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A Review of "Center Stage"

by Robert Abrams
November 26, 2000
New York, NY




A Review of "Center Stage"


Robert Abrams


11/26/2000





"Center Stage" presents a glimpse of ballet dancers in training. The film is built around the same premise as "Collusion", an autobiography by Evan Zimroth. The premise holds that only a select few of those in training for ballet can ever succeed in ballet. It is not simply that there are fewer jobs than there are students. Any ABD trying to finish her dissertation while surveying the university job market can understand that. The problem is that the premise also holds that most of the ballet students will fail at that which they study.

In regards to ballet I am an outsider, so I am willing to be proved wrong.

NASA's space shuttles consist of a small craft which is launched into orbit by large tanks of hydrogen and other fuel. The hydrogen is expended in the effort to get a select few into space. It can be argued that ballet training is much like a space launch: many students are expended in the effort to find and train those few who will make ballet their career.

The problem is not that only a few can be the very best. Rather, the problem is one of educational ethics. An educator, no matter his discipline, has an affirmative obligation to each student. Leading a student on just because she is willing to pay tuition year after year does not fulfill this obligation. At the very least, such an educator should redirect less promising students to other endeavors well before the long arrived brink.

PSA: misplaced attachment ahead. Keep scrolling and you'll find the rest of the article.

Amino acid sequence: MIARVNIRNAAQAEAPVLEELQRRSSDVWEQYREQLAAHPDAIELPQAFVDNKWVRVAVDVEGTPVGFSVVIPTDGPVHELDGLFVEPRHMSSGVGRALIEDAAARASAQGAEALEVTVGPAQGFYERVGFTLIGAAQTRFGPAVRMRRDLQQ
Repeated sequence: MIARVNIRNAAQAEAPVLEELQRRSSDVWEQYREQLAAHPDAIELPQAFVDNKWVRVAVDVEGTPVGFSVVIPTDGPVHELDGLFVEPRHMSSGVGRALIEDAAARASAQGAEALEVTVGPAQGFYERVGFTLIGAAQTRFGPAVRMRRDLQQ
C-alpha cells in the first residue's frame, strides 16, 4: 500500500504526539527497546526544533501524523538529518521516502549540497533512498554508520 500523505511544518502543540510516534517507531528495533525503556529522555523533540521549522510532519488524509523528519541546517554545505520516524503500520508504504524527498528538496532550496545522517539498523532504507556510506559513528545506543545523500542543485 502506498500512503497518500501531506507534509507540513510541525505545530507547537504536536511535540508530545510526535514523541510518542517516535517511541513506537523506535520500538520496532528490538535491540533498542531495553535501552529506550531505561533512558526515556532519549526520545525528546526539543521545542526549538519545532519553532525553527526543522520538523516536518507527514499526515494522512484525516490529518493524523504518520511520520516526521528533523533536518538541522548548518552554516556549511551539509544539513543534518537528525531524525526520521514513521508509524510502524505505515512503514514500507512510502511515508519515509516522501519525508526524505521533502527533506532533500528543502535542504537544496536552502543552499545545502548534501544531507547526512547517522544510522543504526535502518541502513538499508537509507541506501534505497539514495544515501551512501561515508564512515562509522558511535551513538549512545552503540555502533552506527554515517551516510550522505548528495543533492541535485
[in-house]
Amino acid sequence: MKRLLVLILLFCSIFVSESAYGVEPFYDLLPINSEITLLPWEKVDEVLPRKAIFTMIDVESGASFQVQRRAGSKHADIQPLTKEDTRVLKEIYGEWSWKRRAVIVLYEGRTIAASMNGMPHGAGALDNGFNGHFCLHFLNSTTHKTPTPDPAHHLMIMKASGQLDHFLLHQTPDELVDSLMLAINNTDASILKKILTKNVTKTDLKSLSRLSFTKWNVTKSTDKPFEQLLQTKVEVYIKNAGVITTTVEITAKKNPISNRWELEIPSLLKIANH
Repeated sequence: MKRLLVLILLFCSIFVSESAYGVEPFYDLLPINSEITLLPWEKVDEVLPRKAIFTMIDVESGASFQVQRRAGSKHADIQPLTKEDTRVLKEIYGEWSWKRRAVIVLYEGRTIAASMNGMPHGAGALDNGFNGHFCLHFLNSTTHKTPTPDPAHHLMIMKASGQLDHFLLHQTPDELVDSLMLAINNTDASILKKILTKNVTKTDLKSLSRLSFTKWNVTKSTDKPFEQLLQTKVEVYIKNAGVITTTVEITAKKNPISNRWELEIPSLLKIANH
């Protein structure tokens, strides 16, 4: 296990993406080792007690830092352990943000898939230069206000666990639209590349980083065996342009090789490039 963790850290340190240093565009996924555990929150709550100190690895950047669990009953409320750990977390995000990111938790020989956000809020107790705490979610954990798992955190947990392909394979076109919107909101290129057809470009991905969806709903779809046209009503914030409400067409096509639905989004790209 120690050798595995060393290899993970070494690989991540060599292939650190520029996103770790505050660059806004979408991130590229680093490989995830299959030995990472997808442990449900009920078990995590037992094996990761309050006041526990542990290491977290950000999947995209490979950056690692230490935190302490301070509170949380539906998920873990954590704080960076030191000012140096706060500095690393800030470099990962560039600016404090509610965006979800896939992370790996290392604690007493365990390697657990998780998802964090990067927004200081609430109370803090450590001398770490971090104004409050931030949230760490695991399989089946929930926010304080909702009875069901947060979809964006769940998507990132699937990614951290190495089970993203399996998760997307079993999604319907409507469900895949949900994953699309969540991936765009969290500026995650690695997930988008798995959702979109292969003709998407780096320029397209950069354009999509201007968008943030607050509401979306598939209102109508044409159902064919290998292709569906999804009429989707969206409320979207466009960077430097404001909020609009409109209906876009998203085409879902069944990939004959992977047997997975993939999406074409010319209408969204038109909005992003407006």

However, while such a course would be honest, it is also disrespectful of the discipline itself. Disciplines are, fundamentally, modes of inquiry. Inquiry is the root of learning. Learning gives humanity power, both as individuals and as people.

Thus, instead of implying, as the character of the ABA Director in "Center Stage" does at the beginning of the film, that most of the students will fail as dancers, he might consider suggesting that by being the best dancer each student can be, she will gain a discipline of mind and body that will serve her well whether dance becomes her profession or not.

Just so you don't get the wrong idea, "Center Stage" is also an enjoyable romantic flick with interesting characters, unexpected plot twists, and well paced editing. It has plenty of dancing which I thought was well done and a pleasure to watch. As a final note, while all of the dancing was stage dance (except for a salsa club scene, which scores the film bonus points), the choreography owes a nod to Gene Kelly. The choreography looked like it was designed for the screen, rather than just being a recording of a stage performance. This was evidenced by set and costume changes that fit with the movement of the dance, but which could never have been pulled off in real time. Gene Kelly pioneered this tradition of choreographing to take advantage of the unique opportunities presented by film. "Center Stage" carried on this tradition with ample credit.

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